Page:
The role of fire during the Eocene-Oligocene transition in southern South America

Wednesday, 17 December 2014: 9:45 AM
Peter A Selkin1,2, Caroline A E Strömberg3, John Boyle4, Alfredo A. Carlini5, K. Siân Davies-Vollum6, Regan E Dunn3, Matthew J Kohn7 and Richard H Madden8, (1)U Washington, Tacoma, Tacoma, WA, United States, (2)University of Washington Tacoma Campus, Division of Sciences and Mathematics, Tacoma, WA, United States, (3)University of Washington Seattle Campus, Department of Biology and Burke Museum, Seattle, WA, United States, (4)University of Liverpool, Department of Geography and Planning, Liverpool, United Kingdom, (5)CONICET, Universidad Nacional de la Plata, Facultad de Ciencias Naturales y Museo, La Plata, Argentina, (6)Sheffield Hallam University, Department of Natural and Built Environment, Sheffield, United Kingdom, (7)Boise State University, Boise, ID, United States, (8)University of Chicago, Chicago, IL, United States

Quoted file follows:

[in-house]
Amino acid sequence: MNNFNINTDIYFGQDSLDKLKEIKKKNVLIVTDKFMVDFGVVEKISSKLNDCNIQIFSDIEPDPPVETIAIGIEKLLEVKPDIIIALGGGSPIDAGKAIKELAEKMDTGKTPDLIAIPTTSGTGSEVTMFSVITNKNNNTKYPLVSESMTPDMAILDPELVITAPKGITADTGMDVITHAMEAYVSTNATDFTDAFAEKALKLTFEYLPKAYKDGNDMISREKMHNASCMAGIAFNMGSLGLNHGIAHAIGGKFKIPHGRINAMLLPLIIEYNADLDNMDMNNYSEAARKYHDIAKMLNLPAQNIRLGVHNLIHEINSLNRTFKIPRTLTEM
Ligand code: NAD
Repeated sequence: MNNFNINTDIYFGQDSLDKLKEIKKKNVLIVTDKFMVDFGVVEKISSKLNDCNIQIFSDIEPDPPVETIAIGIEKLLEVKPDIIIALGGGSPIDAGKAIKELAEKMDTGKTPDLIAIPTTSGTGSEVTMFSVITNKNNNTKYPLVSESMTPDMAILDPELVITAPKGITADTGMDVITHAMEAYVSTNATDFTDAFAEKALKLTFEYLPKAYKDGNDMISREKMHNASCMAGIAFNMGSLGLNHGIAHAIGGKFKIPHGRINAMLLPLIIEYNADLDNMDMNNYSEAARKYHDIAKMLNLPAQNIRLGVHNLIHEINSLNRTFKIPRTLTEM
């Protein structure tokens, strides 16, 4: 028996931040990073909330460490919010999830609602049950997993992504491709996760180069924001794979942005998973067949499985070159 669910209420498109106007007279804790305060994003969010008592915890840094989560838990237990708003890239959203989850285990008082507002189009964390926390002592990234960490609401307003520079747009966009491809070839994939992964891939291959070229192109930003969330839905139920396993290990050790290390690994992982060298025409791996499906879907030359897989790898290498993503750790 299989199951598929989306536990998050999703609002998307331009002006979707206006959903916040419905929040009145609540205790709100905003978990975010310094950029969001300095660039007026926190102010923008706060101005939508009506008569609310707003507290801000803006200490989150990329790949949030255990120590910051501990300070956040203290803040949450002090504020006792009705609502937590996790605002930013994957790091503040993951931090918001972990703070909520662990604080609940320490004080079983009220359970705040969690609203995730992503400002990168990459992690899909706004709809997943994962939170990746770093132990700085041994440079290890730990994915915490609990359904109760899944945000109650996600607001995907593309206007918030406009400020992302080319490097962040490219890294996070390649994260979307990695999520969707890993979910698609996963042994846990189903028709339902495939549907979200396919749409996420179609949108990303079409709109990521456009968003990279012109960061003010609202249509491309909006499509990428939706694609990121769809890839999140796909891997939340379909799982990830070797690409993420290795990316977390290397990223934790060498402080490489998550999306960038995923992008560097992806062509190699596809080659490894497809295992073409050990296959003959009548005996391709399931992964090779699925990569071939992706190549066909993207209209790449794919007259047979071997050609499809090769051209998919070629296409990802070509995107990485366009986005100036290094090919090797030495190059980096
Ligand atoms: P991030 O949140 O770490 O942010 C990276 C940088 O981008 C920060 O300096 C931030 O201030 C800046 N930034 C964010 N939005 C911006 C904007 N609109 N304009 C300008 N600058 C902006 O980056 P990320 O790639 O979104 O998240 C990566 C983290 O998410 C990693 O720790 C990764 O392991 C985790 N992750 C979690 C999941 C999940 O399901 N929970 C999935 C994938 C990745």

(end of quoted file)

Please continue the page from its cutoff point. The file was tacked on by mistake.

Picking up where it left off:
The geological record of wildfire, particularly across climate transitions, can help elucidate the complex relationships between climate, vegetation, and fire at long temporal scales. Across Eocene-Oligocene Transition (EOT), previous workers have proposed climate changes (drying and changes in seasonality) contemporaneous with the growth of the Antarctic ice sheet that would have changed the likelihood of wildfires in terrestrial ecosystems. We document short-lived changes in fire regime and plant community in Patagonia near the time of the EOT. Specifically, the concentration of magnetic oxide minerals in Eocene-Oligocene loessites from the Sarmiento Formation correlates with the fraction of burnt palm phytoliths as well as with the fraction of non-palm phytoliths. We interpret the magnetic mineral assemblage magnetite + maghemite ± hematite as pyrogenic, forming in reducing conditions at temperatures between 300 and 600°C. The disappearance of fire-related characteristics near the EOT is possible if seasonal drought was suppressed due to a northward shift in the westerlies – a process consistent with changes in modal particle sizes in the Vera Member. Although the transitory nature of the changes in fire regime remains a puzzle, these results imply a more important role for fire in structuring Eocene-Oligocene landscapes than previously thought.